The Steel House
The Steel House: A Sensationally Good Idea
By Stefan-Leih (Kuhns) Geary,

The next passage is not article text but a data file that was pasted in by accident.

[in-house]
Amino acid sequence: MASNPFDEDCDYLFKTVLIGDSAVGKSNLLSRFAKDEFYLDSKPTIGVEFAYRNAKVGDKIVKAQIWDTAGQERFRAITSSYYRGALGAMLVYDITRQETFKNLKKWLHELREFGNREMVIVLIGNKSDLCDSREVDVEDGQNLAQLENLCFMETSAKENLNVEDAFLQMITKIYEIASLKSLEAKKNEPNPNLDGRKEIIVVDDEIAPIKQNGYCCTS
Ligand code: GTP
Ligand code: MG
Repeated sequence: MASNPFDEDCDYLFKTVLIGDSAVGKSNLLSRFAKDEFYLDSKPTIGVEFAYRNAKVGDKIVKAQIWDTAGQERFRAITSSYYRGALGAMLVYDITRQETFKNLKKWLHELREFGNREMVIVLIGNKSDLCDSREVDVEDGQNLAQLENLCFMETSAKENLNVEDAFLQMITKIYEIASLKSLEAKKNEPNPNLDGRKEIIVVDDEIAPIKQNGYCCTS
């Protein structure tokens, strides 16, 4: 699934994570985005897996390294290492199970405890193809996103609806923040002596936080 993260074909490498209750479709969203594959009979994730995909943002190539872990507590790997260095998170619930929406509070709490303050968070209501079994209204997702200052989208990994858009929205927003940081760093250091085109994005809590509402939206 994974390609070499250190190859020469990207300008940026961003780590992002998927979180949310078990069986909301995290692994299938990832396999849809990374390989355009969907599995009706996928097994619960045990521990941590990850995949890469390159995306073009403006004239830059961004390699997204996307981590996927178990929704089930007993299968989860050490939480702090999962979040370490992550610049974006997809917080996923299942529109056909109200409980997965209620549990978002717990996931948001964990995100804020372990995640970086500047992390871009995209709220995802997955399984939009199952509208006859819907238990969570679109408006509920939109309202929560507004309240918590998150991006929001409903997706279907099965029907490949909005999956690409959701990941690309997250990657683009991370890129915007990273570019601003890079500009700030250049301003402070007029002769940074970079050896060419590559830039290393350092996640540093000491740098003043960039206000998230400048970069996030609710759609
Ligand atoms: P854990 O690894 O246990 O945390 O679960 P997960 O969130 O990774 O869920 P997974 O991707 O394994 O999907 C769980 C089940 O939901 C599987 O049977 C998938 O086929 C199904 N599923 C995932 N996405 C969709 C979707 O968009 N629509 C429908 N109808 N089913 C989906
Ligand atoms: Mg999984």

When The Second World War had come to a close, America was facing changing trends in residential housing needs and philosophy, coupled with an ongoing housing crisis. Soldiers returning home from the war to the family, friends, and lives they had left only a few years before found a very different and unprepared nation not ready to meet the needs of the returning veterans. With a rising marriage rate and an even faster growing birth rate, the need for housing became even greater. In 1945, the national housing shortage totaled more than four million dwellings and the demand only increased with the GI Bill of Rights providing guaranteed home loans and mortgages to any veteran that had served at least 90 days in the service. World War II provided the United States the final measure needed to emerge from over a decade of unemployment, poverty, and eroded self-esteem, but it had not solved the nation’s housing shortage. Prepared to meet this need, Carl Strandlund, vice-president of the Chicago Vitreous Enamel Products Company, turned to the American domestic setting of the first part of the 20th century to play a significant role in the design and development of his product, the prefabricated porcelain enameled steel house.